Leveling the field

Earning trust and respect in the battle to be heard

Recently, I had a conversation with a junior graphic designer. He was working as an in-house asset for a large regional home-builder. He expressed to me that he was feeling a little hamstrung in his current situation. He, along with his current marketing director (both young, green, and newish with the company), felt as if they weren’t being “heard” by the higher-ups.

Regularly, they would submit new marketing ideas and creative concepts, but just as regularly, they were shut down by their bosses. “That orange isn’t orange enough!” “That marketing plan is exactly what everyone else is doing!” That is the kind of feedback they were getting. You know, the kind you can’t really do anything with.

It was clear to me that there was a split here. These guys had limited time in the company—both less than two years and the marketing director just seven months—but in short-order had already been relegated to simply order-takers. Even though they had been reportedly asked to take the reins, they had crafted a relationship in which someone further up the chain didn’t trust them.

This problem is widespread among junior designers, but it indeed happens in almost every line of work. With designers (a position I can speak to from experience), we often value our contribution to the company/client more than the folks down the hall. It’s not uncommon actually, for designers to see themselves as the tip of the spear. Considering the work they produce is generally what the audience sees, it makes sense. However, the execs on the top-floor don’t see it that way. They and their cronies have been working on the plan, the strategy, and then they delegate to the design team to do the work. The designers take orders and act on them. They aren’t steering the ship, instead simply hoisting the mainsail because they were told to do so.

That dichotomy is the root of the problem. We’ve got a mismatch in the relationship. Systematically, the design team, in this case, is put into a subservient position, and this is effectively what happened with our junior designer and marketing director. Because they are both green, the higher-ups don’t trust them. Therefore they delegate their directives to the subservient order-takers, and they do what is considered the grunt work. That said, there is no clear path to overcoming all that, but there are a few things you can do to improve your chances without simply moving on and starting clean somewhere else.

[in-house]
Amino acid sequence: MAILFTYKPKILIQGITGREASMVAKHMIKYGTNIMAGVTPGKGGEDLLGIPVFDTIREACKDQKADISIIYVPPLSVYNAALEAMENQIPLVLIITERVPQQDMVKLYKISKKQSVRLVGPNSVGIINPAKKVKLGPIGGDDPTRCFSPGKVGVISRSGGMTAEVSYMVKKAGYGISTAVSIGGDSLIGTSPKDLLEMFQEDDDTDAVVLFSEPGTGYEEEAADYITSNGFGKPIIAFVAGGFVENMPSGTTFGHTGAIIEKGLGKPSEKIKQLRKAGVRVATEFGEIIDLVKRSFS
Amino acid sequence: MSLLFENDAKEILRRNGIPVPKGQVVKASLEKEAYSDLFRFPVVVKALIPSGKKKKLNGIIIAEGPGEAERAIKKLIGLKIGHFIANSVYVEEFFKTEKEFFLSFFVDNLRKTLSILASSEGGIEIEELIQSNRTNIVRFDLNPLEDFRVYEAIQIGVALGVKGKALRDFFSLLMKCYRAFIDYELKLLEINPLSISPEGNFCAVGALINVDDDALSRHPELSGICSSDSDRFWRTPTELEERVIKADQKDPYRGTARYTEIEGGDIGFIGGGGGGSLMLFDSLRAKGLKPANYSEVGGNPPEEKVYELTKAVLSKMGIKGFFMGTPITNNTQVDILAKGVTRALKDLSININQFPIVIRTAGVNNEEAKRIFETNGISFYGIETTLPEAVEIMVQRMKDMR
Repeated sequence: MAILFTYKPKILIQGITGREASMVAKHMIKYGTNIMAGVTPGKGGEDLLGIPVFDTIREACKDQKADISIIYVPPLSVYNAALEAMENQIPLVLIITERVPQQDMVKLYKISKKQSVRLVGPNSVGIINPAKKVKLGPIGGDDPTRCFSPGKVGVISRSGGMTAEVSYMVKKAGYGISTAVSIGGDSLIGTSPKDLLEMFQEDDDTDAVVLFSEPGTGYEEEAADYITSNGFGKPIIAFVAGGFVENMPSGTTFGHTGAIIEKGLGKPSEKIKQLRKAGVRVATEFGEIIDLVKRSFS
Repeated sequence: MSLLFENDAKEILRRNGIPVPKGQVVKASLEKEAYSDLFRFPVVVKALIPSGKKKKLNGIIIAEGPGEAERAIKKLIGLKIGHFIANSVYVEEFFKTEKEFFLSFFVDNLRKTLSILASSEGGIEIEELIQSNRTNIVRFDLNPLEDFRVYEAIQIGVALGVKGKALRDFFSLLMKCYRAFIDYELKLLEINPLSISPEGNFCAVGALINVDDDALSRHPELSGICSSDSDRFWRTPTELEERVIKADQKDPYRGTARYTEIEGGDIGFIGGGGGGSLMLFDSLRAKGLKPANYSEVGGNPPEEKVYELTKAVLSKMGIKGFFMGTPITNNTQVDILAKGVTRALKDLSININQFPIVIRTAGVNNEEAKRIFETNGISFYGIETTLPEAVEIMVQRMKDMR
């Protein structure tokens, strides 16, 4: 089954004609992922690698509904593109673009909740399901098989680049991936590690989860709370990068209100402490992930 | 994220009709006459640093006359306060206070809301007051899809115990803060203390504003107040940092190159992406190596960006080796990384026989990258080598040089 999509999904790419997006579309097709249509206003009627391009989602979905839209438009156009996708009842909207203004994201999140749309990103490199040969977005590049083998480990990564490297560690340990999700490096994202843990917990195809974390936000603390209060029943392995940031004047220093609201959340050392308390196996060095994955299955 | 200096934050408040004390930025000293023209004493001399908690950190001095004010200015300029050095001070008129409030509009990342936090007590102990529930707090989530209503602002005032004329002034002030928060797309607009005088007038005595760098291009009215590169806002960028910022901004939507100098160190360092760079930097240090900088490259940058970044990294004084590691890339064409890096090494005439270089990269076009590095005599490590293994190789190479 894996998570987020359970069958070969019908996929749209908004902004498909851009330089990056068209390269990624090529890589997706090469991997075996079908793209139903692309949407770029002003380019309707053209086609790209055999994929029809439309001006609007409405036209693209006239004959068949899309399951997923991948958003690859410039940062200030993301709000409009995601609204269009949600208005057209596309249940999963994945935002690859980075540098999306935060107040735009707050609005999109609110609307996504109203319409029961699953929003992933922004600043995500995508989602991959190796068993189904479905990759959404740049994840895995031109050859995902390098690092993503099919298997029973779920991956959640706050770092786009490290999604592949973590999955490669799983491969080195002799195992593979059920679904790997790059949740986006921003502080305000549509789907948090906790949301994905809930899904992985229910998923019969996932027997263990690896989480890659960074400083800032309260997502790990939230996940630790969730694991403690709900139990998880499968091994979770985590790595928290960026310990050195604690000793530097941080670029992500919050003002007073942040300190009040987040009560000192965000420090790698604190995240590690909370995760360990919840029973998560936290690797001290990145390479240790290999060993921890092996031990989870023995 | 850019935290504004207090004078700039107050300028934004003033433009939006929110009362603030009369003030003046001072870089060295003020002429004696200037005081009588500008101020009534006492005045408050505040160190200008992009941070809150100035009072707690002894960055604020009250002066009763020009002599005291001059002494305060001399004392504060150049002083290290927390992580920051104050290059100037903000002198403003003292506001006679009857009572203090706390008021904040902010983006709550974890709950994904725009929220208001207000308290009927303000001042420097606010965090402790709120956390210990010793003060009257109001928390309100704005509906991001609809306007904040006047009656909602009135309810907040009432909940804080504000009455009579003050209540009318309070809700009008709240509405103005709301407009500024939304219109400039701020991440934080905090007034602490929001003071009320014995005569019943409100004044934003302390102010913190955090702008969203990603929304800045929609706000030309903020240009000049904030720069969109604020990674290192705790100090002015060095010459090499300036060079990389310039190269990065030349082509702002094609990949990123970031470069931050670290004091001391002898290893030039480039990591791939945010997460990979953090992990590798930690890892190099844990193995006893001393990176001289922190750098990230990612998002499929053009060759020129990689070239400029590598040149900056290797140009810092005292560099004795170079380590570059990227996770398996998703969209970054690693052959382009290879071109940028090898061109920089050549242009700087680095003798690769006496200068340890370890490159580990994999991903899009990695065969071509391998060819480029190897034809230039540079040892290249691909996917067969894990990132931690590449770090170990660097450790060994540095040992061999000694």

1. Don’t be good, be great at what you do.
Especially for a junior employee, you’ve no doubt got a lot of growing to do. But do your part to show up every day and be great. Never stop learning and work continuously to improve not just your craft but all the skills you need to be respected for what you are—a valuable resource.

2. Expertise is huge.
If you want to be seen as a trusted partner, then you have to have a perspective. It’s not enough to know how to push pixels in photoshop, you’ve got to have skills outside of your craft that contribute to a larger view. Companies have problems to solve, and the more you can apply your knowledge and expertise to those problems, the more you can develop a culture of trust and further, equality among your coworkers.

3. Assert yourself.

I’m not saying that you need to run about with your chest pumped up, letting everyone know how right you are, or how big of contribution you make to the team. It’s not about being blow-hardy, but rather raising your hand, offering useful information, getting involved, and being actively engaged with your employer.

4. Take responsibility.
You will make mistakes. You will provide suggestions that are bad, off course, or minimally fall on deaf ears. But if you want to be treated like a professional and earn that trust, then by God, you have to act like one. Professionals will accept that something didn’t work or go to plan but will have a suggestion on the backside to improve the situation or take another run. It’s not a weakness to accept the responsibility of the project gone wrong, but it is a weakness not to own it.

5. Believe in yourself.

Confidence is king, and lack of it smells like a dead fish—people can pick up on it for miles. Lack of confidence comes from fear, and fear comes from lack of preparation. If you are feeling insecure about your abilities at work that is a clear indicator that you’ve either bought into the mode of “fake it until you make it” and are on the verge of getting caught OR that you have room to improve—and the secret is we all have room to improve. So study up, learn about your craft, your industry, your company, and confidence is sure to follow.

R-E-S-P-E-C-T tell me what it means to ye?  

What is your experience like at work? Have you felt something similar where you were seemingly marginalized or not seen for the contributions you make? What did you do to overcome and get your voice heard? Let me know, I’d love to hear your war stories. Share them here in the comments below or find me on the socials. Let's continue this conversation wherever the audience most suited to hear it can get involved - I am @ryanroghaar on Medium, Twitter and Instagram.